Qualitative data will be transcribed into Microsoft Word and transferred into appropriate analytical software for analysis. Analysis will involve repeated reading of transcripts for identification of themes. Data will then be coded to these themes and the analysis will involve assessing relationship between these themes.
Coordination of the study across sites
UNICEF is coordinating the harmonization and monitoring the conduct of the baseline assessment across the sites. Having agreed on a uniform tool for the assessment, UNICEF collaborated with study teams from the respective countries to support the training and initiation of the data collection across the sites. All final versions of forms being used by teams in their respective countries have been shared with UNICEF. Principal investigators have and continue to provide progress reports and participate in regular (initially weekly and later fortnightly) telephone conferences with the UNICEF coordinating team and to harmonize decision making around the conduct of the assessment. An expert from UNICEF who supported the training and initiation also monitors the data collection, processing and will support in the analysis of the data. The UNICEF consultant conducted site initiation visits to all three sites at the inception of the assessment to assess their preparation, participate in the training of the data collectors and initiated the data collection in the study using a standardized implementation timelines and monitoring checklist.
Data monitoring and ethics committee (DMEC)
A five-member DMEC whose members will have expertise in epidemiology and medical statistics (including monitoring and Assessment of complex interventions), obstetrics, maternal and newborn health and quality of care within facilities. This committee met once prior to the onset of the baseline study to examine the assessment conduct and advised the study management teams on technical issues related to the study. One key recommendation from the committee was that the assessment should not be seen or referred to as a full evaluation and they advised on the content of the core variable tables, considering relatively short implementation time frame of 24 months.
Use of findings
Baseline assessment findings will identify the key components of quality and will stratify them into short, medium, and long term based on whether they can be implemented with limited immediate monetary costs and their potential to save maternal and newborn lives and prevent life-threatening complications that may result in disabilities. These findings will be promptly shared with EMEN-QI implementation teams to inform the direction of investment and resource allocation in the implementation of the quality improvement initiative. Briefing sessions will also be organised with heads of the health services and facility managers to devise strategies to expand QI initiatives to other facilities and to garner support for their implementation.
With coordination by UNICEF, forms/questionnaires, manuals, and methodologies used for the conduct of these baseline assessments as well as lessons learned will be made available to other countries for review and where findings are deemed applicable to any country’s system, they could be applied with minor modifications. Webinars, workshops and technical support will be provided to other countries through a formalised network to maximise the use of these resources.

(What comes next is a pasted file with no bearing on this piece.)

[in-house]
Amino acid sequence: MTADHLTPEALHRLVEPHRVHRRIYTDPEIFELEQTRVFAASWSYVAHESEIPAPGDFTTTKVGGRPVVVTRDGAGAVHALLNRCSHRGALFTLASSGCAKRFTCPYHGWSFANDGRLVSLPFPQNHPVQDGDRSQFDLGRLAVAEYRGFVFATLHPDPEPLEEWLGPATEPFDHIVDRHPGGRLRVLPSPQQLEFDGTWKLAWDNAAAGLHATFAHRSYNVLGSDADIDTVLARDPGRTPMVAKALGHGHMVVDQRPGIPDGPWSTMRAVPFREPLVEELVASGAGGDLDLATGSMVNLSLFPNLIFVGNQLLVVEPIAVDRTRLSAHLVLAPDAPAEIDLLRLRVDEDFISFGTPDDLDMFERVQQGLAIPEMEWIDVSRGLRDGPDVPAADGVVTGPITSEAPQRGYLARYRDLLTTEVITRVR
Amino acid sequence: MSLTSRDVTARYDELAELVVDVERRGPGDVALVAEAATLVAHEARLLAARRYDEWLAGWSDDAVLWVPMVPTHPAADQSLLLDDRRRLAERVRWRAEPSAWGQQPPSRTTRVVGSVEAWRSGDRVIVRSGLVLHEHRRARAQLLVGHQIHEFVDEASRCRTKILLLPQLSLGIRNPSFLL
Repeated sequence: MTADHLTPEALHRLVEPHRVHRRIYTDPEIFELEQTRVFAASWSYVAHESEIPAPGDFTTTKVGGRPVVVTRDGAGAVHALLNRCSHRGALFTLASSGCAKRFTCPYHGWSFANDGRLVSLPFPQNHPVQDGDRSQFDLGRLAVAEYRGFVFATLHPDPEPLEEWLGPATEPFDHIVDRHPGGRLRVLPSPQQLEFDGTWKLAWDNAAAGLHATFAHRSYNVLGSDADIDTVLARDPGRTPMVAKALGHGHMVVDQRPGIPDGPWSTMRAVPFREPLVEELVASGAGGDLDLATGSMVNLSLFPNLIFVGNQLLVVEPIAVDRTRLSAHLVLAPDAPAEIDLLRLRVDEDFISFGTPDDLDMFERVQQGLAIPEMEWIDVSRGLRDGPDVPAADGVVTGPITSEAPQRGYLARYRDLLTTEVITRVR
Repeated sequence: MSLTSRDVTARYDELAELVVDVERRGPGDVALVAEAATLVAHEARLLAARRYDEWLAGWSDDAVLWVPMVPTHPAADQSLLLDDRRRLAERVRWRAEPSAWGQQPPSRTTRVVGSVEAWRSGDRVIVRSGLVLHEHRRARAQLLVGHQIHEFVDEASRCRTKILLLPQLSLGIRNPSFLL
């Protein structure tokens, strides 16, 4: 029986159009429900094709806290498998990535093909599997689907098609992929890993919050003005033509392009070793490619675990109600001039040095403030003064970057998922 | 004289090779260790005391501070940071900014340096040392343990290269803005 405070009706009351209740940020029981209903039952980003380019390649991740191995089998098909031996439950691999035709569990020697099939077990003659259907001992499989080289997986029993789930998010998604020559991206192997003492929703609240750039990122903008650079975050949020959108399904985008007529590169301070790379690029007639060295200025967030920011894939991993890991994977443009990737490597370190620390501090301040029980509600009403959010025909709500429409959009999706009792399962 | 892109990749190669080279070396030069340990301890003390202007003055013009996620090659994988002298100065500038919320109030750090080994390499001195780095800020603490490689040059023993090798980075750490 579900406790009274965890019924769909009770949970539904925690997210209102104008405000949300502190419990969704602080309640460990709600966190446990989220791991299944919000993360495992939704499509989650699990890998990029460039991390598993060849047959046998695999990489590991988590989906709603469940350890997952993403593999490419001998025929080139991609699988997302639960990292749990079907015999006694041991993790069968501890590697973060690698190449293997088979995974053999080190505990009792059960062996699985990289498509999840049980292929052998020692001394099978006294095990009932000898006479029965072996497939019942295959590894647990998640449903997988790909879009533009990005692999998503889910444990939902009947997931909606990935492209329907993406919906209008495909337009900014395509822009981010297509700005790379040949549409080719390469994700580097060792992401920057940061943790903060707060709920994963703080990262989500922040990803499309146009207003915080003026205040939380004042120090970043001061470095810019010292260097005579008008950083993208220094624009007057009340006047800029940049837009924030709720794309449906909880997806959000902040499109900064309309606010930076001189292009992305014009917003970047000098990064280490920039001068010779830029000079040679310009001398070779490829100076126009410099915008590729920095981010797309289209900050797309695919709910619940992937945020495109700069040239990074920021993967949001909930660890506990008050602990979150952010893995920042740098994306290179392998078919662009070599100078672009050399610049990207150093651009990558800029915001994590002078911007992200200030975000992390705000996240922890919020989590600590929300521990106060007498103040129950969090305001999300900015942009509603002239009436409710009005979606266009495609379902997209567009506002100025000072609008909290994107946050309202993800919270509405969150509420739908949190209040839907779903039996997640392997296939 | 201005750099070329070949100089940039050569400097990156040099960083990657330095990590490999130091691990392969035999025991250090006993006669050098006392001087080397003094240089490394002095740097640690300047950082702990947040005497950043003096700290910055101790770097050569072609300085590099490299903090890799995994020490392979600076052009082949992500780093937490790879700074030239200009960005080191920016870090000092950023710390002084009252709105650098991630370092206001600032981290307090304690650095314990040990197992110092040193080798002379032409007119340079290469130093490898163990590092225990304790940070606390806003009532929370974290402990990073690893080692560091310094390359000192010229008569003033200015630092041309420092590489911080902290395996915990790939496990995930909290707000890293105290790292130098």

With the publication of the WHO guidelines on Standards for Improving Quality of Care for Mothers and Newborns in Health Facilities, countries especially in low- and middle-income settings, will commence preparations to adapt these guidelines for implementation in health facilities. The evidence for these guidelines were not generated from the settings where the implementation is most critical to save lives of mothers and newborns.  There is oftentimes a gap between development of evidence-based interventions and their successful implementation.  Implementation needs to be informed with experiences from similar settings through structured knowledge translation including support for countries to adapt the recommendations into their specific contexts and build in metrics to assess impact.
The approach for this study has many strengths: 1) the theoretical framework covers all aspects of care quality improvement from inputs, through processes to possible outputs and outcomes. 2) assessment combines strategies that address both the content and the documentation of care delivered to clientele. This is a very important since evidence-based decision making is often hampered by availability of data in these LMICs. 3) it assesses both demand-side and supply-side perspectives on quality and therefore addresses dignified and respectful care provision as a key ingredient of quality from users and providers. 4) harmonization of the implementation across the sites in sub-Saharan Africa and South Asia presents a unique advantage since situations depicted in the facilities covered in these test countries’ baseline assessment may be similar to those in facilities in many LMICs. These are the settings where the gaps in current quality of care and what is optimal are largest with consequences on mortality and morbidity for mothers and babies. 5) manuals and tools used for the assessment pulled together best practices from those of WHO’s SARA and those used in robust research settings. This increases the external validity of the contents of the tools and, by extension, the some of the findings from the study.
Many such assessments collect reported practices through interviews and vignettes. In this framework, the study team directly observed practices and made a judgement of the quality of data capture, quality of interactions and overall quality of care and this is very important and unique. Although the findings are subject to bias in that health workers who know they are being observed may modify their practices towards what they think is most acceptable, historical review of records, for instance, will show whether the content of their data capture matches what they regularly do. Such differences will be important to highlight in implementing QI interventions since it demonstrates the potential and capability of health providers to provide better quality of care under whatever conditions they work.